Also another factor to consider for someone to be diving and doing this, is that I'm quite certain that I can see current in the water. Even though this is a lake, the wind can generate currents.  It's moving against the direction of this object. When diving in current, it's really quite challenging to fin against the current, even when it is only say 1 knot. 

However, I could be wrong  Thumbs Up
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#5
Like Sasquatch, interdimensional beings, we should be able to see more and more of these kinds of beings (faeries, gnomes, dragons) if they choose to make themselves known to us. And we choose to live in a higher vibrational level by following our highest excitements.
Existence is not subject to time; time is subject to Existence.
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#6
Looking at the first film, I got the impression that it was just a rigid object, but looking at the second in slow motion around 4s, I don't think that's the case. I agree with Laird that it gives the impression of being a fake, but if so I think it's a fairly sophisticated flexible one.
"There are more things in philosophy than are dreamt of in heaven and earth."
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#7
An aside, why is it that we call this being a monster? Sad  What has it done to us? Nothing but we are beings with archetypal imagery built into us so we have called the dragons and Bigfoots and many of the rest of the large interdimensionals "monsters".

Yet we don't call the dinosaurs monsters and Loch Ness looks very much like a sauropoda. 

[Image: 5252850-giant-dinosaur-camasaurus-with-c....jpg?ver=6]
Existence is not subject to time; time is subject to Existence.
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#8
Yes, people should be nicer to funny-looking creatures.
"There are more things in philosophy than are dreamt of in heaven and earth."
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#9
Quote:Laird

I hate to be a downer, Pollux, but, honestly, my immediate reaction is: "Those videos are fake as". It looks exactly to me as though somebody carved out of wood (or some material) a supposed Nessie head+neck and slowly pulled it below the water whilst a pair of accomplices filmed it.



Well, as I said initially; "The film was taken just a week ago, so if it isn't video tampering I don't think there is someone diving there with some monster-props in freezing winter water."  it seems unlikely that someone goes scuba-diving in near 0 degree Celsius water. Adding to that are the points that Diverdown mentioned in his post here above, which was what I also thought about. So I entertained the thought what it could be if it wasn't a diver, or video-editing (which I don't see any blatant trace of), and if it wasn't a `Loch Ness Monster in Albania´ (that was what the news media called it BTW).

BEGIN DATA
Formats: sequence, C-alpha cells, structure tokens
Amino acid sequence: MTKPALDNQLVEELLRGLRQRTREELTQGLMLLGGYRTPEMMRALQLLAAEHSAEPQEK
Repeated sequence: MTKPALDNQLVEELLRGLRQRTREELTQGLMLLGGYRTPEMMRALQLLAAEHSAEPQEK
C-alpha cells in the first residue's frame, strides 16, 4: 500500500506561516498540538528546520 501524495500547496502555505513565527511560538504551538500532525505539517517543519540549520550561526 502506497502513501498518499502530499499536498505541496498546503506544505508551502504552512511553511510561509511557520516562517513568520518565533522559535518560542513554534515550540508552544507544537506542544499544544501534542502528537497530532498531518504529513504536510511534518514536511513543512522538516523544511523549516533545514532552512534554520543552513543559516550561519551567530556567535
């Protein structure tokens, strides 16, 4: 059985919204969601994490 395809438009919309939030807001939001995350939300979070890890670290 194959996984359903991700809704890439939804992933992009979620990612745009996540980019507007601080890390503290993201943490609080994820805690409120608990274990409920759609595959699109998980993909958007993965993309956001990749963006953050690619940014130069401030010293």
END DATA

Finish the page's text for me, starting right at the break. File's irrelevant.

We cant rule out divers totally, but it must have been quite an undertaking, doing this in the middle of the winter. But whatever it is, it is moving against the wind in the water. It could be some really strong undercurrent directly below the surface moving a floating object against the wind.

The object does some small twisting movements, and if you look from 1:22 to 1:30 it looks like it tilting its "head" backward quite some, the seconds before it totally submerges. This could be though, that whatever it is attached to moved on its axis below. So it doesn't mean it is something living. And it doesn't look alive, whatever it is, when you look at it when it bobs up and down in the water either - it does so very statically. Something alive, you'd expect to see some subtle movements to compensate that bobbing. But we cant rule it out completely, that it is something alive.

But if  this was a stunt done by divers, it could be that the diver in question didn't have to swim against the current. It could actually be that he was walking on the bottom with this object, either holding it in his hands, or if a lighter object of some sort, attached on his head. It would explain the bobbing up and down. But it looks like a quite large an solid object so it wouldn't be an easy task. But as you can see this is quite close to the beach. So it's not unlikely that it is quite shallow water out there, for him being able to walk on the bottom, with this just sticking up. And then, at the end, he just have to kneel down to "submerge", and bend a bit backwards to make the "head" look like it is tilting up. 

But who the f*** would embark on such a project, in the middle of the winter, in freezing water, either holding his breath, or use a rebreather?

Wouldn't it be fun if it actually was a living creature/monster instead? Smile
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#10
Quote:[font=.SF UI Text][font=.SFUIText]But who the f*** would embark on such a project, in the middle of the winter, in freezing water, either holding his breath, or use a rebreather?[/font][/font]

Malf? Steve001?  LOL
Oh my God, I hate all this.   Surprise